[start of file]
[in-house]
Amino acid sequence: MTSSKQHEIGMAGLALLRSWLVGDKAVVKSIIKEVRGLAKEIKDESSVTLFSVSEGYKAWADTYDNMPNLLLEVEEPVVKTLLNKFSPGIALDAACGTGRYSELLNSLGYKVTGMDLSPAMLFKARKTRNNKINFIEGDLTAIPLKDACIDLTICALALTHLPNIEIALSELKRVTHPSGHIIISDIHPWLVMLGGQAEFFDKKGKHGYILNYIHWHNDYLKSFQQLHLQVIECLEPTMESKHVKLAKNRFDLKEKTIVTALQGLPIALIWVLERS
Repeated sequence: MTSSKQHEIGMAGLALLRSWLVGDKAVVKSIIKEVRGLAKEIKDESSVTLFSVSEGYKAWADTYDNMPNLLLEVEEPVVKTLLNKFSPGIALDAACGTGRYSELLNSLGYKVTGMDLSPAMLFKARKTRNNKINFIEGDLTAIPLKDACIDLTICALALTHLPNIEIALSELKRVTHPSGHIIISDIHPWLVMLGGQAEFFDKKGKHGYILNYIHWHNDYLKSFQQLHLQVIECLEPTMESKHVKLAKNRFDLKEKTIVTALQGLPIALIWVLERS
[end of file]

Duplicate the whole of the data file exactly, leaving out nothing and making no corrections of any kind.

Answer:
[in-house]
Amino acid sequence: MTSSKQHEIGMAGLALLRSWLVGDKAVVKSIIKEVRGLAKEIKDESSVTLFSVSEGYKAWADTYDNMPNLLLEVEEPVVKTLLNKFSPGIALDAACGTGRYSELLNSLGYKVTGMDLSPAMLFKARKTRNNKINFIEGDLTAIPLKDACIDLTICALALTHLPNIEIALSELKRVTHPSGHIIISDIHPWLVMLGGQAEFFDKKGKHGYILNYIHWHNDYLKSFQQLHLQVIECLEPTMESKHVKLAKNRFDLKEKTIVTALQGLPIALIWVLERS
Repeated sequence: MTSSKQHEIGMAGLALLRSWLVGDKAVVKSIIKEVRGLAKEIKDESSVTLFSVSEGYKAWADTYDNMPNLLLEVEEPVVKTLLNKFSPGIALDAACGTGRYSELLNSLGYKVTGMDLSPAMLFKARKTRNNKINFIEGDLTAIPLKDACIDLTICALALTHLPNIEIALSELKRVTHPSGHIIISDIHPWLVMLGGQAEFFDKKGKHGYILNYIHWHNDYLKSFQQLHLQVIECLEPTMESKHVKLAKNRFDLKEKTIVTALQGLPIALIWVLERS